These four first Commandments contain our duty towards God, and make what is called the First Table. The substance of which is, "Thou shalt love "the Lord thy God with all thy heart." Matt. v. 28. But you come short of this whenever you have not acted to the glory of God. Now what can even the best of us think of his innocence, in regard to the duties of this First Table?

Hence it will appear, that what the moral law requires is extensive, spiritual, reasonable, and ber neficial; yet it must be acknowledged to be entirely contrary to the disposition of our hearts, and different from the tenour of our lives. We all therefore need mercy, redemption, and a renovation to holiness, that we may be induced to please God, and be made fit for heaven.

The other six Commandments make what is called the Second Table, and contain our duty to

wards our neighbour, as explained by our Lord. in his Sermon on the mount. How can any of us presume to say that we have obeyed them?

The fifth Commandment.] All the superior and inferior relations have their several reciprocal duties, which may be referred to this Commandment."> All parts therefore of your behaviour which are unsuitable to the situation in which Providence has placed you, irreverence, and proud censuring of your superiors, and all unkind and injurious treatment of those who are beneath you, are certain breaches of the fifth Commandment.

The sixth Commandment.] This Commandment requires us to love our neighbour as ourselves, in regard to his person and life. What then shall we think of the accursed slave-trade, which will surely bring vengeance on this land if much longer tole-rated! Want of compassion, causeless anger, and especially injurious language, is accounted by our Lord a degree of murder, Matt. v. 22. Duelling, on whatever occasion, is an atrocious breach of this Commandment. "Thou shalt do no murder" is a commandment, which to mention even on a suspicion that you were guilty of it, might at first startle you, and rouse your indignation. But what says the Scripture? "He that loveth not his bro"ther abideth in death." John iii. 14. "Who66 ever hateth his brother is a murderer." Verse 15. See likewise Matt. v. 22. Consider the extensive meaning of this Commandment, and then say whence proceed quarrels, wrath, strife, and the like! whence but from murderous principles in the heart!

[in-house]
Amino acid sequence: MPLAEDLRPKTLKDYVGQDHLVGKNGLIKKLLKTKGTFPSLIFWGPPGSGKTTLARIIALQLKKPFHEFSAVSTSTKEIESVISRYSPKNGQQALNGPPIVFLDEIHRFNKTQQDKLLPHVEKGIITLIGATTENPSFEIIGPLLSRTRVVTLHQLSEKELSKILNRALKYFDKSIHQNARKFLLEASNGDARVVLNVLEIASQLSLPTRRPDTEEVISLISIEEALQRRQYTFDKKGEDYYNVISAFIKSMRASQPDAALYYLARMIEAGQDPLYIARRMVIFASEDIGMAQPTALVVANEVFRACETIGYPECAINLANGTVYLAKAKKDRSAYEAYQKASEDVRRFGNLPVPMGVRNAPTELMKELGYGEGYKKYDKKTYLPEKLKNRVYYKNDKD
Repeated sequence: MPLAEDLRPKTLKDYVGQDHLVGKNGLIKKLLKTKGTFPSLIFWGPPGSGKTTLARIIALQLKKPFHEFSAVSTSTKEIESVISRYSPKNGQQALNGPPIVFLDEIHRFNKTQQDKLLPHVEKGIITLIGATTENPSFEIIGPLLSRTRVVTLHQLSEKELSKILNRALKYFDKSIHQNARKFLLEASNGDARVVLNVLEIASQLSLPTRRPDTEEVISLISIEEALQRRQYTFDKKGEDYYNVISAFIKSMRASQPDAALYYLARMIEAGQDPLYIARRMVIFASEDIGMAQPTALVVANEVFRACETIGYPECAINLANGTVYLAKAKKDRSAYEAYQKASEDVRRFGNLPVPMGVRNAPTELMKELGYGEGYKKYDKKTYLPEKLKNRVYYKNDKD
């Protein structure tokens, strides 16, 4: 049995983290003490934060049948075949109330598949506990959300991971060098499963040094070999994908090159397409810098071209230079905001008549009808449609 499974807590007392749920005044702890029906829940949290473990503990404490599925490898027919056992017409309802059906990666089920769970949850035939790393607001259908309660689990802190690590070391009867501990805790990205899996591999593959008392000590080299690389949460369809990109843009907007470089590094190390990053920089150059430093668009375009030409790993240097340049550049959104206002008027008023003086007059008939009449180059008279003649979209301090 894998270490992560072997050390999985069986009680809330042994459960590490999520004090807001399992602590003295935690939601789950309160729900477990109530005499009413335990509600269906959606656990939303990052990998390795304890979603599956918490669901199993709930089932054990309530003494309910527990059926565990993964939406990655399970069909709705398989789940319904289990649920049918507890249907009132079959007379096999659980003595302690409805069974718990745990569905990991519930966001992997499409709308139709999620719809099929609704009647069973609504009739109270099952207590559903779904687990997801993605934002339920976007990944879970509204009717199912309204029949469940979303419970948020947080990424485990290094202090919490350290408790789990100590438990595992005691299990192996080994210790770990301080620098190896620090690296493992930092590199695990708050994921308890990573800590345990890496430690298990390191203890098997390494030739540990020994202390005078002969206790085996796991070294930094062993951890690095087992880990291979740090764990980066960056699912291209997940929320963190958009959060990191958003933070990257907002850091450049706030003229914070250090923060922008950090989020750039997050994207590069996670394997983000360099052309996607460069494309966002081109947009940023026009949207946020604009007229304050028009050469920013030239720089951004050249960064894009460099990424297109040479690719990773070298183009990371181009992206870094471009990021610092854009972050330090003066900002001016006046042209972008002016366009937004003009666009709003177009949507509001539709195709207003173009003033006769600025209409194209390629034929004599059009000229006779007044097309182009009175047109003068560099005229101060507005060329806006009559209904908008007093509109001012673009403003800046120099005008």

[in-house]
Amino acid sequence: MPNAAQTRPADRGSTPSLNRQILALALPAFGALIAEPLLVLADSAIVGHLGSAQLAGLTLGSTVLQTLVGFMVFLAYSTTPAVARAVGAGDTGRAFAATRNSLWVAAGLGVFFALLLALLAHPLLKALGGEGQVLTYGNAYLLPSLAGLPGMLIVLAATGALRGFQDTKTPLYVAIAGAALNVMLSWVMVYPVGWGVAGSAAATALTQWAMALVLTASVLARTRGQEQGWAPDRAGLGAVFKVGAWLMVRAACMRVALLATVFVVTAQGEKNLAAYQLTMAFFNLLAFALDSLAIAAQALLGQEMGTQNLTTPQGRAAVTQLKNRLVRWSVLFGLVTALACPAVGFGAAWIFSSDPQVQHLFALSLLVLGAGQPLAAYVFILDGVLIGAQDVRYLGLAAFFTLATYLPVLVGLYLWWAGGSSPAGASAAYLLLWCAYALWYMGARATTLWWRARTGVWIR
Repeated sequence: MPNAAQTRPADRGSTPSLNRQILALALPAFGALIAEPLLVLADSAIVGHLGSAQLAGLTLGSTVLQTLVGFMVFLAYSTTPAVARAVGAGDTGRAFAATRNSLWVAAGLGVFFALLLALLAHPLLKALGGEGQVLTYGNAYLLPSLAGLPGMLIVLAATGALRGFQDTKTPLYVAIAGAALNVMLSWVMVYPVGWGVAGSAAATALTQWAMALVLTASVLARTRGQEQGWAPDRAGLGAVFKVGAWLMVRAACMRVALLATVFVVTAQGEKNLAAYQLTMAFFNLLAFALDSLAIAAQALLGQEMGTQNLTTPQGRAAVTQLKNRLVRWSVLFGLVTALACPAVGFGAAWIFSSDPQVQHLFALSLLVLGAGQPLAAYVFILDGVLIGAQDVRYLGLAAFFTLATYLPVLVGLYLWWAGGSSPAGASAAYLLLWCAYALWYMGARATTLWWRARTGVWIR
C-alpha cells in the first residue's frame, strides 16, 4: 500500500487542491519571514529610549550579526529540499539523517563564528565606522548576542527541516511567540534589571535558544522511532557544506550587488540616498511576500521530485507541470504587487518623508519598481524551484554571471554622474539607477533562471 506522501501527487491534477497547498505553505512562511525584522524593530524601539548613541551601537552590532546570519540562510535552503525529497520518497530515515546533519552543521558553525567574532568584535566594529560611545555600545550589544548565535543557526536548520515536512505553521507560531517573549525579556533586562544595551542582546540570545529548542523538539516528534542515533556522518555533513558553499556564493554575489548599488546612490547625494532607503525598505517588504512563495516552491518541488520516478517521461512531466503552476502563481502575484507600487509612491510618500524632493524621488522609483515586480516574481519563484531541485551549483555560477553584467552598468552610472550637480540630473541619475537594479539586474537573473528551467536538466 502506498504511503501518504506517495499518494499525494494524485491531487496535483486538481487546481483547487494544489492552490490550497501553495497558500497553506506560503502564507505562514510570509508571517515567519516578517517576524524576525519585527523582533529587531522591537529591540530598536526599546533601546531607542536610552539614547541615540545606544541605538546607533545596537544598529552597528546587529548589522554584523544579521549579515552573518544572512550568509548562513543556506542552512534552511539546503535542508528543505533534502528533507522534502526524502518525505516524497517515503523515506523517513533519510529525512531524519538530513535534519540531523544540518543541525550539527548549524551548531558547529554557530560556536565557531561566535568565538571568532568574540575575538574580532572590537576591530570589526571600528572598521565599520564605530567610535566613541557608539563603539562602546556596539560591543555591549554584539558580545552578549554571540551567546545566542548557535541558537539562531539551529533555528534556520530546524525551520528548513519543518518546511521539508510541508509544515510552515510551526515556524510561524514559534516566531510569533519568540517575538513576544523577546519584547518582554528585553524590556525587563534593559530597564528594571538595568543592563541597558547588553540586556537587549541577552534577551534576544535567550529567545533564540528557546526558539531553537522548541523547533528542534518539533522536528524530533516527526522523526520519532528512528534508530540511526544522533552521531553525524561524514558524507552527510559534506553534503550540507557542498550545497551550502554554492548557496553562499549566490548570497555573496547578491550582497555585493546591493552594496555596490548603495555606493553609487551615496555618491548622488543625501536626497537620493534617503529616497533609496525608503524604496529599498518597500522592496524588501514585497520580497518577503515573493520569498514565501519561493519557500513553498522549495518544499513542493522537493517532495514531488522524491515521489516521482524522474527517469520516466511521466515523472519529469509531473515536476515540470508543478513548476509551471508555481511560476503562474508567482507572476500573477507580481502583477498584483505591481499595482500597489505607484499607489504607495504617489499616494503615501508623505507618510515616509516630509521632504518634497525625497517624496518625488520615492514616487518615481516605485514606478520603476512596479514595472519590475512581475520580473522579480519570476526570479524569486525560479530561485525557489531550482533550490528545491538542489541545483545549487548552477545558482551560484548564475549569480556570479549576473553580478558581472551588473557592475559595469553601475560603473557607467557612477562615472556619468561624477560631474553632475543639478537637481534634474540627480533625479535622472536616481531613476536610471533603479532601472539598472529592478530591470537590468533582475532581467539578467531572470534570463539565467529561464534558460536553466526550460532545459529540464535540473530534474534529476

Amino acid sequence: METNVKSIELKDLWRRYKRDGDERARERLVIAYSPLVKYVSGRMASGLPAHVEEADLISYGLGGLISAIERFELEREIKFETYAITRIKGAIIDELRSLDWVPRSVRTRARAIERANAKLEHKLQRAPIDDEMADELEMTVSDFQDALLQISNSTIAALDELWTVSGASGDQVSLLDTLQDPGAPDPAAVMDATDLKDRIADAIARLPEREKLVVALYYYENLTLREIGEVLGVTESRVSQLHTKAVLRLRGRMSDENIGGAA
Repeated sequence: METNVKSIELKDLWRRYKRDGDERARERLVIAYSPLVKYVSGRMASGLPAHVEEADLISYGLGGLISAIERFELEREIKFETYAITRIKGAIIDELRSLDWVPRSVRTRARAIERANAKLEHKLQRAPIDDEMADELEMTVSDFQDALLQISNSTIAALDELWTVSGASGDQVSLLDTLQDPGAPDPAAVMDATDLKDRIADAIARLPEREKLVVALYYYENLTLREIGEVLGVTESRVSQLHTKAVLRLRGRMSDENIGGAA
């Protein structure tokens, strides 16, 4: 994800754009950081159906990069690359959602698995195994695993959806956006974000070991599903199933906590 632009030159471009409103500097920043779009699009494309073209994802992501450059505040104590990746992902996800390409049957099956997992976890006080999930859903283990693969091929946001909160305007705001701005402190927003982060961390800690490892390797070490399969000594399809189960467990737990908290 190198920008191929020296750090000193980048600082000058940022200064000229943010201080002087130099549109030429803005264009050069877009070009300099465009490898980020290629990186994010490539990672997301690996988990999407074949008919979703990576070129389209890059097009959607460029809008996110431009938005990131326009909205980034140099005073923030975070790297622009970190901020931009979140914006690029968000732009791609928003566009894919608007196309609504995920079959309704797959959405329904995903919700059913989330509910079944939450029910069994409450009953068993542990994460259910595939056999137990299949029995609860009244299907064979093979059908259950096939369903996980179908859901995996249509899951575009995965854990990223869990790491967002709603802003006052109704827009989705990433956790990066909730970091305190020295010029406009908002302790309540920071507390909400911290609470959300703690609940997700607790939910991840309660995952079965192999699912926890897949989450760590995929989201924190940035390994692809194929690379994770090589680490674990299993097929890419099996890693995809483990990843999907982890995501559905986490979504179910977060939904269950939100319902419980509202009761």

The seventh Commandment.] They sin against this Commandment who are adulterers or fornicators: they who by wanton gestures, lascivious looks, loose dress, obscene discourse, amorous. songs, &c. tempt or betray themselves, or others, Our Lord tells us, that wantonness in the

to sin.

eye and heart is esteemed adultery (Matt. v. 28.) in the sight of God. Did you never know an impure desire? Did you never indulge a lascivious thought? How can purity of body and soul, in secret as well as before men, which is the end of this Commandment, preside in the heart, from | which flow the impure streams of filthy communication and indecent jesting, though they may be conveyed in seemingly decent terms? These things are breaches of the seventh Commandment.

The eighth Commandment.] "Thou shalt not steal.” Let us pause awhile, and consider its extent and spirituality. It is not only the robber and the thief, who take away something confessedly mine, who are guilty of the breach of this Commandment; but he is also guilty who takes an unjust advantage in buying and selling. He who uses a light weight, or a short measure, is a thief before God. He who borroweth, and payeth not again, when it is in his power to do it. He who buys or sells commodities, which have not paid the legal duties. In short, all sorts of conduct towards others in money matters, which we would not have others practise towards us, are the sinful fruits of a dishonest principle in the heart, which principle stands condemned in the spirit, though not in the letter, of the eighth Commandment.

The ninth Commandment.] Envy of others' praise runs counter to the spirit of this Commandment, which requires truth, fidelity, candour, and caution; with a disposition to honour what is honourable in all men, and to be as tender of their reputation as we would reasonably expect them to be of ours, and our feelings will instruct us how far this rule will carry us. Taking away another's good name, on which perhaps his interest, usefulness, trade, and livelihood may depend, is contrary to this Commandment; as are all evil-speaking, rash censuring, hinting faults, hesitating dislike, repeat